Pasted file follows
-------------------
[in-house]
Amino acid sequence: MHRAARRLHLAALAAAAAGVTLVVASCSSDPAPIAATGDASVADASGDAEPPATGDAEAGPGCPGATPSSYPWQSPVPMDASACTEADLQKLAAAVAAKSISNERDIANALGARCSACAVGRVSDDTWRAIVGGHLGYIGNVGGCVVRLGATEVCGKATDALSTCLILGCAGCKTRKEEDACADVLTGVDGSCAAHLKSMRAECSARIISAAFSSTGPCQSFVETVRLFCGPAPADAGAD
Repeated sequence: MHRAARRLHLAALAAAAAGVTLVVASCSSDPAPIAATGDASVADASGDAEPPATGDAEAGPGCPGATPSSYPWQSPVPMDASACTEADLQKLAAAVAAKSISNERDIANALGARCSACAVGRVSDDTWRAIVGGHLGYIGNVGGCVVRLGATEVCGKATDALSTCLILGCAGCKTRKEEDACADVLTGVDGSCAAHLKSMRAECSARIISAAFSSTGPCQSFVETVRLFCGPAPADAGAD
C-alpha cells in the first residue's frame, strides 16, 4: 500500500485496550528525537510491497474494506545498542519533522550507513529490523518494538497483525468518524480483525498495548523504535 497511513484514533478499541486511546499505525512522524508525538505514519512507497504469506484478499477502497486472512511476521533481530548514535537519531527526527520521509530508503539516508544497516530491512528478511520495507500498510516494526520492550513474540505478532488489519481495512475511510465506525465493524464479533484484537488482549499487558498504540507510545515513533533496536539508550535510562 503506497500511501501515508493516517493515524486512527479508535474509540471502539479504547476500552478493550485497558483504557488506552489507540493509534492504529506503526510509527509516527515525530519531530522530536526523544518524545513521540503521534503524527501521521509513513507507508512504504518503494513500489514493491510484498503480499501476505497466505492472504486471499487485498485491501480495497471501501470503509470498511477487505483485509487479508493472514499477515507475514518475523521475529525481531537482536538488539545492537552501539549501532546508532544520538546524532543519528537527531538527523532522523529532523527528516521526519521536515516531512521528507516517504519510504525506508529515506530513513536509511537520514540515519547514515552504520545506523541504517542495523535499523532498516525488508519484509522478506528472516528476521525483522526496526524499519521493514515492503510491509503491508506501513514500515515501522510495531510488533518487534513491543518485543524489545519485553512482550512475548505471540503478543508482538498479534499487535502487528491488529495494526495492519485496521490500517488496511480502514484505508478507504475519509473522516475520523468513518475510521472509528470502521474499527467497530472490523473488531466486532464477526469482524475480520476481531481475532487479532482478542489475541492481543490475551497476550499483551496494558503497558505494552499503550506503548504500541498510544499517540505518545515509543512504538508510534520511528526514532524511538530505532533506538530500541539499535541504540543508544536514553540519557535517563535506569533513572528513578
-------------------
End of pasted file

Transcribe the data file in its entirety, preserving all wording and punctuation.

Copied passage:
[in-house]
Amino acid sequence: MHRAARRLHLAALAAAAAGVTLVVASCSSDPAPIAATGDASVADASGDAEPPATGDAEAGPGCPGATPSSYPWQSPVPMDASACTEADLQKLAAAVAAKSISNERDIANALGARCSACAVGRVSDDTWRAIVGGHLGYIGNVGGCVVRLGATEVCGKATDALSTCLILGCAGCKTRKEEDACADVLTGVDGSCAAHLKSMRAECSARIISAAFSSTGPCQSFVETVRLFCGPAPADAGAD
Repeated sequence: MHRAARRLHLAALAAAAAGVTLVVASCSSDPAPIAATGDASVADASGDAEPPATGDAEAGPGCPGATPSSYPWQSPVPMDASACTEADLQKLAAAVAAKSISNERDIANALGARCSACAVGRVSDDTWRAIVGGHLGYIGNVGGCVVRLGATEVCGKATDALSTCLILGCAGCKTRKEEDACADVLTGVDGSCAAHLKSMRAECSARIISAAFSSTGPCQSFVETVRLFCGPAPADAGAD
C-alpha cells in the first residue's frame, strides 16, 4: 500500500485496550528525537510491497474494506545498542519533522550507513529490523518494538497483525468518524480483525498495548523504535 497511513484514533478499541486511546499505525512522524508525538505514519512507497504469506484478499477502497486472512511476521533481530548514535537519531527526527520521509530508503539516508544497516530491512528478511520495507500498510516494526520492550513474540505478532488489519481495512475511510465506525465493524464479533484484537488482549499487558498504540507510545515513533533496536539508550535510562 503506497500511501501515508493516517493515524486512527479508535474509540471502539479504547476500552478493550485497558483504557488506552489507540493509534492504529506503526510509527509516527515525530519531530522530536526523544518524545513521540503521534503524527501521521509513513507507508512504504518503494513500489514493491510484498503480499501476505497466505492472504486471499487485498485491501480495497471501501470503509470498511477487505483485509487479508493472514499477515507475514518475523521475529525481531537482536538488539545492537552501539549501532546508532544520538546524532543519528537527531538527523532522523529532523527528516521526519521536515516531512521528507516517504519510504525506508529515506530513513536509511537520514540515519547514515552504520545506523541504517542495523535499523532498516525488508519484509522478506528472516528476521525483522526496526524499519521493514515492503510491509503491508506501513514500515515501522510495531510488533518487534513491543518485543524489545519485553512482550512475548505471540503478543508482538498479534499487535502487528491488529495494526495492519485496521490500517488496511480502514484505508478507504475519509473522516475520523468513518475510521472509528470502521474499527467497530472490523473488531466486532464477526469482524475480520476481531481475532487479532482478542489475541492481543490475551497476550499483551496494558503497558505494552499503550506503548504500541498510544499517540505518545515509543512504538508510534520511528526514532524511538530505532533506538530500541539499535541504540543508544536514553540519557535517563535506569533513572528513578